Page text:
Finally arrived there around 5 a.m. and decided to just park the car and take another short nap until the race volunteers started arriving. I noticed immediately a few of the runners had camped at the start over night.
There was a very nice, permanent structure set up with a covered picnic table area and an enclosed room where the race day packet pickup was to be conducted. This building also offered several large bathrooms where runners could lock the door and change clothing after the race.
Nearby was a small nursery building with a hose and outdoor shower set up. This came in real handy after the race. Runners could come along and hose off all the dirt and also give their legs a nice cold water bath at the same time.
Around about a hundred participants gathered for the start. It was a small intimate gathering. I was delighted to see the Asian couple again along with a few other fellow Marathon Maniacs there who were planning on making the 6 hour drive up to Tulsa, OK after the race to the do the Tulsa World Route 66 marathon, where I also hope to be joining them tomorrow morning.
As I delivered my drop bag, I noticed there wasn’t that many of them at the start. I found out later that most of the runners there were opting to just run the marathon and not the 50K.
As the race director was giving out the final instructions, I found out then the course would consist of about a 13 mile loop, with the marathoners running 2 loops and the 50Kers doing the same plus an extra 5 mile loop at the end. All the 50K runners were instructed to have a small wristband attached before the start of the final smaller loop. It was very important that this be done, so that the race volunteers would know which way to send you on that last loop.
The race director did a final countdown and we were off! The first ½ mile was on a paved road, but after that it was all sweet trails baby! As usual, the start was crowded and not wishing to get locked in on a narrow single track with a really fast group at the beginning, I slowly drifted toward the back while we were all on the wide paved roads.
The first 5 miles of trail were very twisted with lots of ups and downs. It almost reminded me a little of the Turkeys and Taturs 50K up in Tulsa this past September, but with less rocks and roots. The remainder of the trail included some more jeep roads which offered an opportunity to really pick up the pace.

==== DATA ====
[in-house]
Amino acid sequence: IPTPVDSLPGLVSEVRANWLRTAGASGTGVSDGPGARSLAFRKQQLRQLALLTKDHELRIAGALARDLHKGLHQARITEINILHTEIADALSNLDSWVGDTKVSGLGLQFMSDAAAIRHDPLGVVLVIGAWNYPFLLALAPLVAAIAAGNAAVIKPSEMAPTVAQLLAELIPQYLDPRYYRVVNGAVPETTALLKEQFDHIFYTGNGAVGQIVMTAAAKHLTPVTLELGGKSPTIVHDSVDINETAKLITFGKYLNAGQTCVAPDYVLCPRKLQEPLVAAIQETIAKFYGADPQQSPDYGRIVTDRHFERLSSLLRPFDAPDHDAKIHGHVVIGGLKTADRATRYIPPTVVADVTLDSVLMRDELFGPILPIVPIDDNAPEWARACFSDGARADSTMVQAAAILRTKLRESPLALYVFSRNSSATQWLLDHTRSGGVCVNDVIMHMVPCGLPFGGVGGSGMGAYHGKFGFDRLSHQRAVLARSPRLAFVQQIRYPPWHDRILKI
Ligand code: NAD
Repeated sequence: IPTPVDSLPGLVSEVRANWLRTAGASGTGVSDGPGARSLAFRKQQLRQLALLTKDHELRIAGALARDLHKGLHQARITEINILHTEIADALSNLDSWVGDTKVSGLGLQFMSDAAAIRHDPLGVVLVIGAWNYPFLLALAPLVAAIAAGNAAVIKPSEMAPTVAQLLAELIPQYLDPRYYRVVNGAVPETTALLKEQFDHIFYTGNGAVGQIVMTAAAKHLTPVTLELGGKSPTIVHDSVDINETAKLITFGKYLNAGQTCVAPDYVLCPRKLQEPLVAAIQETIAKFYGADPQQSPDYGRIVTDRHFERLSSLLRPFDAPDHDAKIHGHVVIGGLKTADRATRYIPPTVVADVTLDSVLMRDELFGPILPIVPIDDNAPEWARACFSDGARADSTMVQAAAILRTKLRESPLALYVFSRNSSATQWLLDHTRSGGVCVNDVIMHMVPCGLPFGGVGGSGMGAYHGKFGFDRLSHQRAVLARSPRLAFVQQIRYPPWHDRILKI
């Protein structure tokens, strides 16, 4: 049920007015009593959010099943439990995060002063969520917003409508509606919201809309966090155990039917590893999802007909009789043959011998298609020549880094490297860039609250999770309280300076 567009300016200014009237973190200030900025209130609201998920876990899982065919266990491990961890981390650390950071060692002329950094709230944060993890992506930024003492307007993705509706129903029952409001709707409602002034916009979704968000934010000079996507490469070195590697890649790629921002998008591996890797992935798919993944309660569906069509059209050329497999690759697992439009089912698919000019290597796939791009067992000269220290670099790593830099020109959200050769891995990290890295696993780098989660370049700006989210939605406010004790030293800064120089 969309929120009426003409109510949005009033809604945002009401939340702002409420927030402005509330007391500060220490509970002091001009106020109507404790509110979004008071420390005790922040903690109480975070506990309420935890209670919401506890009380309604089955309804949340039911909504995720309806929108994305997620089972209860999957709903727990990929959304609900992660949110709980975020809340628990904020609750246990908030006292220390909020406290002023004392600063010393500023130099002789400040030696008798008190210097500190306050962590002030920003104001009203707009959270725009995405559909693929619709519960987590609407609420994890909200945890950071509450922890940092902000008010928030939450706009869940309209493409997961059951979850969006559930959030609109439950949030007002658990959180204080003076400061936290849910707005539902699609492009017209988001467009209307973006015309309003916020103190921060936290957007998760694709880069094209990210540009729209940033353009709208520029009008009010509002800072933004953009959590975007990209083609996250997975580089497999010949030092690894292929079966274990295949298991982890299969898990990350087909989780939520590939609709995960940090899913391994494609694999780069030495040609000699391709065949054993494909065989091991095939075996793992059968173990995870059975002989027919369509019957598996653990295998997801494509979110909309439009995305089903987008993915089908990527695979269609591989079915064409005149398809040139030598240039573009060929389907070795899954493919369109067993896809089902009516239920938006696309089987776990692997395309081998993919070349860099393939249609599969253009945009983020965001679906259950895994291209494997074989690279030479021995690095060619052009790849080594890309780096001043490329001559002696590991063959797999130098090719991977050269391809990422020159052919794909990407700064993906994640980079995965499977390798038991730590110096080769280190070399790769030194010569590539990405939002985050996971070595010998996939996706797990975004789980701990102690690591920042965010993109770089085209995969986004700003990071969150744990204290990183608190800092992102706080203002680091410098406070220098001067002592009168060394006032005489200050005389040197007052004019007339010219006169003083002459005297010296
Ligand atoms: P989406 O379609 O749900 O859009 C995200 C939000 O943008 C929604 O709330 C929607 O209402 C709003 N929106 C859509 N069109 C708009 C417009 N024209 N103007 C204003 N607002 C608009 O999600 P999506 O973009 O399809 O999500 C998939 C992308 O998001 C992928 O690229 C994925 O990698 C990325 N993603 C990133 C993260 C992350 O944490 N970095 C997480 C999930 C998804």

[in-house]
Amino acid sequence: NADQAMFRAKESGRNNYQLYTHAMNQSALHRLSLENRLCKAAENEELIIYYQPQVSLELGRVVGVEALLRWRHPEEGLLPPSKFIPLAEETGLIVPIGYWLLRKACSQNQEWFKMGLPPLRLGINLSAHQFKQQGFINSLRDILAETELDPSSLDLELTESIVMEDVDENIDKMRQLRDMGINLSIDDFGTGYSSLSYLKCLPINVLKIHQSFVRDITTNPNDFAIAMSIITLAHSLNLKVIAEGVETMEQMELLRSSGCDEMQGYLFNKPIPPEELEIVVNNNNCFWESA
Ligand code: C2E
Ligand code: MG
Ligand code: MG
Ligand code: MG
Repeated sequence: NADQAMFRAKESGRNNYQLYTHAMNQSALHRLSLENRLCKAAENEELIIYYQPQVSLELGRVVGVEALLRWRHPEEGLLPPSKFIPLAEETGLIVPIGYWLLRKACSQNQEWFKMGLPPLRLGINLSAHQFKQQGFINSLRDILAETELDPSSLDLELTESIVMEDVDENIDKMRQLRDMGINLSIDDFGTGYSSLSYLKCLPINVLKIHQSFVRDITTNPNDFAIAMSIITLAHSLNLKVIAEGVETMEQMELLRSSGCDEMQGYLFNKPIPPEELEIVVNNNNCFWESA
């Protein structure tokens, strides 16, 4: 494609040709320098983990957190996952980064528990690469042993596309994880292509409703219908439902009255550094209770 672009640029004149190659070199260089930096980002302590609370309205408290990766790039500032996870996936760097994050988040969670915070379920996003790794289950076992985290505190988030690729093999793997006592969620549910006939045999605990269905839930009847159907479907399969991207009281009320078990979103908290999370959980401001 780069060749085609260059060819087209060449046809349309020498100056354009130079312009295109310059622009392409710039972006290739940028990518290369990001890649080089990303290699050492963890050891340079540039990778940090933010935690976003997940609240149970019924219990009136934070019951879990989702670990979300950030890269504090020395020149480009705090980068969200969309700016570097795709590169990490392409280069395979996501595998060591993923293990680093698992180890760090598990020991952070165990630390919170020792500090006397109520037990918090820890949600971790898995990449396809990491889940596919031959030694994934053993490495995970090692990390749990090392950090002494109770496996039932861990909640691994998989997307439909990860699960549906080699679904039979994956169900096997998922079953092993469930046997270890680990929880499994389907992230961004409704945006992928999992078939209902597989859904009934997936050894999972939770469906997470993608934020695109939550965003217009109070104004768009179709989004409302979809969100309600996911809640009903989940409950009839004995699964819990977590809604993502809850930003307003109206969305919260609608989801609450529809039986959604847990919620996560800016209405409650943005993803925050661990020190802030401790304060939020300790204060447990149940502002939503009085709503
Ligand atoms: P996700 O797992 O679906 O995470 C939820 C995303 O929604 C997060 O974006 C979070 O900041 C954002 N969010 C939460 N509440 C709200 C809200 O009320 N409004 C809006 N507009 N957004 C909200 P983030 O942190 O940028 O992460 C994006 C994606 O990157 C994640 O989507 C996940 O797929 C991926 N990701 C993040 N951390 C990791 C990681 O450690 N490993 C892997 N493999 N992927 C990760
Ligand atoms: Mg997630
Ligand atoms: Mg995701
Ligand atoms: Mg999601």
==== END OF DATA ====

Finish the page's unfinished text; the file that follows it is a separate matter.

Overall, the course really made me feel like I was back home running the Horseshoe Trails at Lake Grapevine, but about 4 times longer. It was wonderful being out in the woods, with all the leaves covering the ground.
Runners would occasionally cross a wooden bridge over a small creek, with tiny leaves spinkled across the surface. The fall season has definitely arrived in this part of Louisiana!
The aid stations turned out to be about to be about 3 to 4 miles apart. They were well stocked and manned by very friendly volunteers. My favorite snacks for the day were peanut M&Ms and a new discovered treat, Hostess Ding Dongs!
There is a small lake that the runners get to run along side several times. It just added to the beauty of this great course. Occasionally you can hear the playful screams of the chimpanzees thru the trees of the forest. Yes that right, chimps! There is a facility, at this park, which serves as an retirement home for chimps who were at one time used for research purposes.
It’s an overcast day and that is keeping the temperatures way down from the previous hot weekend in Texas at both the Rockledge Rumble 50K and the San Antonio Marathon. I feel stronger today and finish the 50K in around 6 hours and 30 minutes. I am handed a finishers hat and surprised to learn I had won 2nd in my age group! I find out later that only 12 runners had signed up for the longer 50K distance. So it does pay just to show up to run, especially at some of these smaller trail runs, especially for us older fellows.
I did end up losing a few minutes on the final lap. Before I was handed an official blue wristband at the 2nd time thru the start area, I was inadvertently turned in the wrong direction by a race volunteer at about a mile out, who mistakenly thought my Lance Armstrong Yellow Wrist band was actual proof that I had completed the 2nd loop. Everything turned out fine in the end though. The race director and I agreed if I went back and covered the missing section, I would end up covering the required 50K distance.
On my final loop, I could hear the rumbling sounds of a woodpecker in the trees above. What a great place to run trails! I was envious of the friendly park employee, who I spoke to after the race that got to work at this wonderful park daily during the week.
This was a very fun trail race and I would highly recommend it to anyone wanting to run their very first one in the great state of Louisiana.